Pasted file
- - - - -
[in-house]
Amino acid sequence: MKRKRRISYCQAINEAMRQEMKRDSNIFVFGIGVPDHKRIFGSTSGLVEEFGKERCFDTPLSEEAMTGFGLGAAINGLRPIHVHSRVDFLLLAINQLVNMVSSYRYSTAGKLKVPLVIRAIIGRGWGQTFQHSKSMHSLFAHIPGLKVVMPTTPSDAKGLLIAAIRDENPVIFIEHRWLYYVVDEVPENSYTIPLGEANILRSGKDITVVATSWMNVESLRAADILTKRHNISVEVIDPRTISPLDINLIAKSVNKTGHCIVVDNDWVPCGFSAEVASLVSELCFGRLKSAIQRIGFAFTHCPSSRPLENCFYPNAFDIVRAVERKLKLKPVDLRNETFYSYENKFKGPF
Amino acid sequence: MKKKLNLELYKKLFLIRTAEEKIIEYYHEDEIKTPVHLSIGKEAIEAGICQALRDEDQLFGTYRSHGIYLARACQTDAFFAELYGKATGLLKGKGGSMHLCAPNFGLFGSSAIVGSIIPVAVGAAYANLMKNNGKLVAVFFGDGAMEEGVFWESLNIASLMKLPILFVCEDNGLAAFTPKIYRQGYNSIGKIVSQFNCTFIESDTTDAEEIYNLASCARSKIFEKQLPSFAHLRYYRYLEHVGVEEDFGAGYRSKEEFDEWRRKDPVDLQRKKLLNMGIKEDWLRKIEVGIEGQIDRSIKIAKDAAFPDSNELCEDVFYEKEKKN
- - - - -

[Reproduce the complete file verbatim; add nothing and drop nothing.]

[in-house]
Amino acid sequence: MKRKRRISYCQAINEAMRQEMKRDSNIFVFGIGVPDHKRIFGSTSGLVEEFGKERCFDTPLSEEAMTGFGLGAAINGLRPIHVHSRVDFLLLAINQLVNMVSSYRYSTAGKLKVPLVIRAIIGRGWGQTFQHSKSMHSLFAHIPGLKVVMPTTPSDAKGLLIAAIRDENPVIFIEHRWLYYVVDEVPENSYTIPLGEANILRSGKDITVVATSWMNVESLRAADILTKRHNISVEVIDPRTISPLDINLIAKSVNKTGHCIVVDNDWVPCGFSAEVASLVSELCFGRLKSAIQRIGFAFTHCPSSRPLENCFYPNAFDIVRAVERKLKLKPVDLRNETFYSYENKFKGPF
Amino acid sequence: MKKKLNLELYKKLFLIRTAEEKIIEYYHEDEIKTPVHLSIGKEAIEAGICQALRDEDQLFGTYRSHGIYLARACQTDAFFAELYGKATGLLKGKGGSMHLCAPNFGLFGSSAIVGSIIPVAVGAAYANLMKNNGKLVAVFFGDGAMEEGVFWESLNIASLMKLPILFVCEDNGLAAFTPKIYRQGYNSIGKIVSQFNCTFIESDTTDAEEIYNLASCARSKIFEKQLPSFAHLRYYRYLEHVGVEEDFGAGYRSKEEFDEWRRKDPVDLQRKKLLNMGIKEDWLRKIEVGIEGQIDRSIKIAKDAAFPDSNELCEDVFYEKEKKN